BREWER, Maine (WABI) - It was graduation day at Husson University last weekend.
Now those graduates are headed to the workforce.
One is a Registered Nurse who is taking a job at Eastern Maine Medical Center's Cardiac Care Unit, but before she wound up in Maine she was homeless in Connecticut with not much guidance or support.
"Only 54% of students graduate that school, a lot of my classmates either died in gangs or in violence," said Adais Viruet-Torres "Very few of them made it to colleges and a lot of them didn't finish and I was almost part of that statistic of not finishing high school."
Adais didn't have much family support, and even though she was working three part time minimum wage jobs she was still homeless. She wanted to go to college but couldn't afford it.
"One day I heard this Marine talk about Job Corps and he was like, 'There's Job Corps and you can get free education' and I'm like 'Sign me up, I need to go to school, I want to go to school' he says 'Where do you want to go?' and I said 'The furthest place away from here.' and I ended up in Limestone, Maine"
She flourished at the Loring Job Corps Center, and ended up being part of a student government trip to Washington, DC.
"I first met Adais back in 2008 when she came to Washington with some other Job Corps students from Aroostook County, she told me about the value of the program," said Senator Collins.
"She was one of the first females that I met that were empowering," said Viruet-Torres. "And showed a lot of what I could do in my life if I just applied myself and that's what I did."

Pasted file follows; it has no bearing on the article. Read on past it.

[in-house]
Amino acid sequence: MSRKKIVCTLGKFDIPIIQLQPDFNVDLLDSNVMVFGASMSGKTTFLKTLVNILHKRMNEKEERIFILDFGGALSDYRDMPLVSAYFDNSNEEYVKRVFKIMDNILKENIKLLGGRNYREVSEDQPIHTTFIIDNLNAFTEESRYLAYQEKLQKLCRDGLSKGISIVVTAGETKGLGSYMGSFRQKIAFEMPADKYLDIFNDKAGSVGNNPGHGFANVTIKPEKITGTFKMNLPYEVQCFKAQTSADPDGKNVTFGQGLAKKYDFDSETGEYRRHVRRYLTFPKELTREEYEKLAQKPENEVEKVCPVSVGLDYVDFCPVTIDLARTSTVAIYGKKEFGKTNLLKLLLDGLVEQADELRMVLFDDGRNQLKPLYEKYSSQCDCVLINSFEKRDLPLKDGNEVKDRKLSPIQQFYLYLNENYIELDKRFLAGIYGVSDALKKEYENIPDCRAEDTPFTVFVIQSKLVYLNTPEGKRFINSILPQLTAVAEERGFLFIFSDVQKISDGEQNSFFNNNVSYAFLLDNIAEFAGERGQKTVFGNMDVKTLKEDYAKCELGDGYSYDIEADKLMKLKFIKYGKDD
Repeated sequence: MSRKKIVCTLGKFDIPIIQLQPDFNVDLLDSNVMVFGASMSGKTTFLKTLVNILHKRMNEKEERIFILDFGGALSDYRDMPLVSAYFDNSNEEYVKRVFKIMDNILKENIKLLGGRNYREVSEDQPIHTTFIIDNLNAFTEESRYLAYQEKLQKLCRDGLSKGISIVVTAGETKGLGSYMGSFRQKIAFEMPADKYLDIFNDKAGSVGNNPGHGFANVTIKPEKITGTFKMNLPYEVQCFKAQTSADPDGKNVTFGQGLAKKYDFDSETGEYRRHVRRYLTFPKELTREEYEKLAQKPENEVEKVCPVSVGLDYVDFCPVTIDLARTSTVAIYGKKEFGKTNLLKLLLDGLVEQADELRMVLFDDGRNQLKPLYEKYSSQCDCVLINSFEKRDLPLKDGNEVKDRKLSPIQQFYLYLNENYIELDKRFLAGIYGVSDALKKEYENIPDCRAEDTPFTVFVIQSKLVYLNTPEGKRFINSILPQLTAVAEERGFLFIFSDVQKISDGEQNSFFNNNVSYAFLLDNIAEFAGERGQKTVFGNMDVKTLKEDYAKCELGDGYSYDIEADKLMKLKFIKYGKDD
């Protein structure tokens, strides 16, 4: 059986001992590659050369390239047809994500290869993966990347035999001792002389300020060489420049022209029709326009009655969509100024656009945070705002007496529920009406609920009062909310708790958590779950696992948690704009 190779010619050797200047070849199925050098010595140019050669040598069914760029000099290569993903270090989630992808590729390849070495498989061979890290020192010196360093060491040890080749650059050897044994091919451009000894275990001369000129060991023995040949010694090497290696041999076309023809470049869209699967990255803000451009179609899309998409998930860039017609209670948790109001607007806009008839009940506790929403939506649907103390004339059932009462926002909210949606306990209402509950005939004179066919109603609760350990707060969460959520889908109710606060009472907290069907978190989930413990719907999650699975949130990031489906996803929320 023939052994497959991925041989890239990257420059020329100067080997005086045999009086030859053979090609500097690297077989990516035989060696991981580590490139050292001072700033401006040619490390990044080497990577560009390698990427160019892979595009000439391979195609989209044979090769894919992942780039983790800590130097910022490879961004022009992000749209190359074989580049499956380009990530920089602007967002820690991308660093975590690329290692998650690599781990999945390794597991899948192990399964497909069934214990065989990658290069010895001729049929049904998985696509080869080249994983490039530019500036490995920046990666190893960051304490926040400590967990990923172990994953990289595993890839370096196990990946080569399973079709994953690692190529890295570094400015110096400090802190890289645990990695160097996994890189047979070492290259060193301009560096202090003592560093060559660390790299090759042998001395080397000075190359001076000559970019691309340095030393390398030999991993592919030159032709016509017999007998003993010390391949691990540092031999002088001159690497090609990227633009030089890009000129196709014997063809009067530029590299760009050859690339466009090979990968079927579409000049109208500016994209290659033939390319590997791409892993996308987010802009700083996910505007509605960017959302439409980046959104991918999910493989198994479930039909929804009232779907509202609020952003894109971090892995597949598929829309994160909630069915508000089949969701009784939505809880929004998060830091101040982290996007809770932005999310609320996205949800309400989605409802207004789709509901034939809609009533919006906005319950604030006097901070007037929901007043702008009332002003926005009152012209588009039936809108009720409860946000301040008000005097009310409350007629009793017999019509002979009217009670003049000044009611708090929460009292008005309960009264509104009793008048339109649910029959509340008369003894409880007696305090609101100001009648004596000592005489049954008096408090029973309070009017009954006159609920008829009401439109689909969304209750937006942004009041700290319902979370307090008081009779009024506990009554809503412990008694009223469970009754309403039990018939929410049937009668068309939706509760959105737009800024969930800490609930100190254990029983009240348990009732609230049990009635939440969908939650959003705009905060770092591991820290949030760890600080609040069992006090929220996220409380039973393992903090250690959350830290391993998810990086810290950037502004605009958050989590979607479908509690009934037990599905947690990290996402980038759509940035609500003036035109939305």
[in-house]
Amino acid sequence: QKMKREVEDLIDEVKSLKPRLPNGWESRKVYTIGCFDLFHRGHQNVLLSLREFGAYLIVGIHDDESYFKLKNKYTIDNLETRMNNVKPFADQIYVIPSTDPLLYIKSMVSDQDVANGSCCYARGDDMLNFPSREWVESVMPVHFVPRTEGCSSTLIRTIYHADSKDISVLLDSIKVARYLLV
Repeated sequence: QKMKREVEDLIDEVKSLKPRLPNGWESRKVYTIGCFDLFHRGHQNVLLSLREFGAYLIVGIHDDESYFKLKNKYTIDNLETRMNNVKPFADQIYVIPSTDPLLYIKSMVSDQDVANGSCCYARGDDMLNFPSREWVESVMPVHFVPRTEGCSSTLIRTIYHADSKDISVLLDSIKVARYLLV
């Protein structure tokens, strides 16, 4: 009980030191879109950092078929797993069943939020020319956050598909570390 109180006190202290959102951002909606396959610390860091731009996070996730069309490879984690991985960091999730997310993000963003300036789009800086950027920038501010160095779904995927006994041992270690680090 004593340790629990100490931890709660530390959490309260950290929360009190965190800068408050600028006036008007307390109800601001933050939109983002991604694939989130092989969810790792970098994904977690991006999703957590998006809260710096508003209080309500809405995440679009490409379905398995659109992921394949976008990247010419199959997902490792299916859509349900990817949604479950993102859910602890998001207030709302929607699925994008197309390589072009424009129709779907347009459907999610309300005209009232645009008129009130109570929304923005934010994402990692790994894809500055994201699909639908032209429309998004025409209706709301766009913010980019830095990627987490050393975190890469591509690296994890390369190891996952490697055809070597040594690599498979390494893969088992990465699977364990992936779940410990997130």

She finished at Job Corps, and ended up at Beal College where she earned her associates degree and then went to work as a CNA before moving on to Husson in their Nursing program.
Three years later the 29 year old mother of three boys found out she would meet Senator Collins again, this time as the commencement speaker at her college graduation.
"I just wanted a picture with her," said Viruet-Torres. "To show my kids where I came from but she seemed very excited to see me and to see what happened like the effects of what happened after Job Corps because she met me just that one time."
"I so admire her resilience, her persistence, and her intelligence," added the Senator.
"We didn't just talk about how exciting everything was and where I've come from", said Viruet-Torres. "But we talked about the importance of these programs, and I'm glad she's behind it, so it means a lot to kids like us."
Adais only wanted a photo, but after going from homeless to Husson University graduate, she is becoming an inspiration to others.
"I just want to give opportunities and I just want to help people, I just want to reach out and put my hand out and hopefully, the way that Job Corps did to me, the way that Maine did to me, I can do to others," said Viruet-Torres. "I mean I could move to a different state and make more money but you can't buy the people in Maine, I mean it's a great community I have great neighbors, I want my kids to grow up in a good community, but I also don't want to forget where I came from."